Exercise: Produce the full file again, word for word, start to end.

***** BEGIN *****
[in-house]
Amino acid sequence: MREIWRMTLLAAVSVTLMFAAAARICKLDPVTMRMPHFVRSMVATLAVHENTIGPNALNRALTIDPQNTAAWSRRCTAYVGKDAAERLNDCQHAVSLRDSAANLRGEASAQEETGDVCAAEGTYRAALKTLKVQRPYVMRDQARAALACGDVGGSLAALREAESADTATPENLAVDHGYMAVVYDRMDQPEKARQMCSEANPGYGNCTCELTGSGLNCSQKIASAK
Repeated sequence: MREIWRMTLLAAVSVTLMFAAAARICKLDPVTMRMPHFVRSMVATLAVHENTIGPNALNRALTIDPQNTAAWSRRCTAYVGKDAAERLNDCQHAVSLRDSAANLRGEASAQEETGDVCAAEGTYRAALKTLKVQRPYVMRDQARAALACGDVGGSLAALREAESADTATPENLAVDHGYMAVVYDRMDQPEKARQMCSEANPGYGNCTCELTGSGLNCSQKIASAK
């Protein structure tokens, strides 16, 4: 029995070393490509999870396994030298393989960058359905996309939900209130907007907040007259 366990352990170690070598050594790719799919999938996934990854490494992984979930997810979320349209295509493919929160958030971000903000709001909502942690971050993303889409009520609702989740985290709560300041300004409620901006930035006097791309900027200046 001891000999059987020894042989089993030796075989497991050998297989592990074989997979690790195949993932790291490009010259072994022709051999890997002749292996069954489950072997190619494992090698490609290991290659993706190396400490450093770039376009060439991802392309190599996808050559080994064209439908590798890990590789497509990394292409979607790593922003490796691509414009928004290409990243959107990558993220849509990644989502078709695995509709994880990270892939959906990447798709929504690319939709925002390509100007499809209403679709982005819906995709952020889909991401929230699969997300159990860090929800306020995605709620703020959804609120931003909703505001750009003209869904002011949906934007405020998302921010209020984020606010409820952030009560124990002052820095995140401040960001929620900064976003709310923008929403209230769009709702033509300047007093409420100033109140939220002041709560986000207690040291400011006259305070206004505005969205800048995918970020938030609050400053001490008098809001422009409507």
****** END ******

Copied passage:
[in-house]
Amino acid sequence: MREIWRMTLLAAVSVTLMFAAAARICKLDPVTMRMPHFVRSMVATLAVHENTIGPNALNRALTIDPQNTAAWSRRCTAYVGKDAAERLNDCQHAVSLRDSAANLRGEASAQEETGDVCAAEGTYRAALKTLKVQRPYVMRDQARAALACGDVGGSLAALREAESADTATPENLAVDHGYMAVVYDRMDQPEKARQMCSEANPGYGNCTCELTGSGLNCSQKIASAK
Repeated sequence: MREIWRMTLLAAVSVTLMFAAAARICKLDPVTMRMPHFVRSMVATLAVHENTIGPNALNRALTIDPQNTAAWSRRCTAYVGKDAAERLNDCQHAVSLRDSAANLRGEASAQEETGDVCAAEGTYRAALKTLKVQRPYVMRDQARAALACGDVGGSLAALREAESADTATPENLAVDHGYMAVVYDRMDQPEKARQMCSEANPGYGNCTCELTGSGLNCSQKIASAK
């Protein structure tokens, strides 16, 4: 029995070393490509999870396994030298393989960058359905996309939900209130907007907040007259 366990352990170690070598050594790719799919999938996934990854490494992984979930997810979320349209295509493919929160958030971000903000709001909502942690971050993303889409009520609702989740985290709560300041300004409620901006930035006097791309900027200046 001891000999059987020894042989089993030796075989497991050998297989592990074989997979690790195949993932790291490009010259072994022709051999890997002749292996069954489950072997190619494992090698490609290991290659993706190396400490450093770039376009060439991802392309190599996808050559080994064209439908590798890990590789497509990394292409979607790593922003490796691509414009928004290409990243959107990558993220849509990644989502078709695995509709994880990270892939959906990447798709929504690319939709925002390509100007499809209403679709982005819906995709952020889909991401929230699969997300159990860090929800306020995605709620703020959804609120931003909703505001750009003209869904002011949906934007405020998302921010209020984020606010409820952030009560124990002052820095995140401040960001929620900064976003709310923008929403209230769009709702033509300047007093409420100033109140939220002041709560986000207690040291400011006259305070206004505005969205800048995918970020938030609050400053001490008098809001422009409507």